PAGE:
Friday, 15 May 2015

Whatever Happened To Multi-Party Marginals?

I had a concern about last week's general election - namely that as the party system fragmented further, there would be an element of randomness in the result, with many seats being won on small (say less than 30%) shares of the votes, and a rise in 3-way and 4-way marginals. I would not have been surprised if a genuine 5-way marginal appeared (my money - if I were a betting person - would have been on Brecon & Radnorshire).

Instead, the opposite has occurred, with these multi-party marginals becoming rare. As the party system fragments it has also solidified into a collection of 2-party systems, with the overwhelming majority of seats falling into one of these categories:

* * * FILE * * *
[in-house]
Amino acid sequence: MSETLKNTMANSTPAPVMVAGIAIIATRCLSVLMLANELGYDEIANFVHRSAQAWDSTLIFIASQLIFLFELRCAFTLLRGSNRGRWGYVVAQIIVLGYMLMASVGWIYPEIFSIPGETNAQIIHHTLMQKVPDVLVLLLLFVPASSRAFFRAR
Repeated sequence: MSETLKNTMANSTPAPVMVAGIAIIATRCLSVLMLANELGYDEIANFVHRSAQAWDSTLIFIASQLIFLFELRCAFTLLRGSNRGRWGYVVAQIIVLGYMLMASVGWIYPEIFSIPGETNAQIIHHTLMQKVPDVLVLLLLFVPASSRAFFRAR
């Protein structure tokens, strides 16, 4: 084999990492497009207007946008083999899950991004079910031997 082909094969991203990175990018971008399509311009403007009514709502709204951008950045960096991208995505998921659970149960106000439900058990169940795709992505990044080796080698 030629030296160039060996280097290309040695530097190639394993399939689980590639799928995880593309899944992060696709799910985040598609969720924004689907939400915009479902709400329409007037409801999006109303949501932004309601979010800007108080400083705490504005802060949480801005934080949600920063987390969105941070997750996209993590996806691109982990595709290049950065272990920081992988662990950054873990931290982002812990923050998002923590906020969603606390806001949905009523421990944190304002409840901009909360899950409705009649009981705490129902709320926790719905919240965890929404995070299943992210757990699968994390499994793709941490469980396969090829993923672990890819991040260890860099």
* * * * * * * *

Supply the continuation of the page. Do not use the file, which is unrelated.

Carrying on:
• A safe seat for one party, with the identity of the runner-up being only of interest to political anoraks like myself
  • A marginal seat for one party, with another party being the sole clear challenger

There are now only 4 seats with less than 10% of the vote between the first and third parties:

Constituency Gap between 1st and 3rd Winner Runner-up 3rd
Thurrock 1.97% Conservative Labour UK Independence Party
Belfast South 7.32% Social Democratic & Labour Party Democratic Unionist Party Alliance Party of Northern Ireland
Upper Bann 8.13% Democratic Unionist Party Ulster Unionist Party Sinn Féin
Ynys Môn 9.96% Labour Plaid Cymru Conservative

The closest gap between first and fourth place is 10.68% in Belfast South, with Sinn Féin in fourth place. In Great Britain the closest is 14.11% between the Liberal Democrats and UKIP in Southport.

With 15.44% between the SDLP and the Ulster Unionist Party, Belfast South has the smallest gap between the first and fifth candidates.

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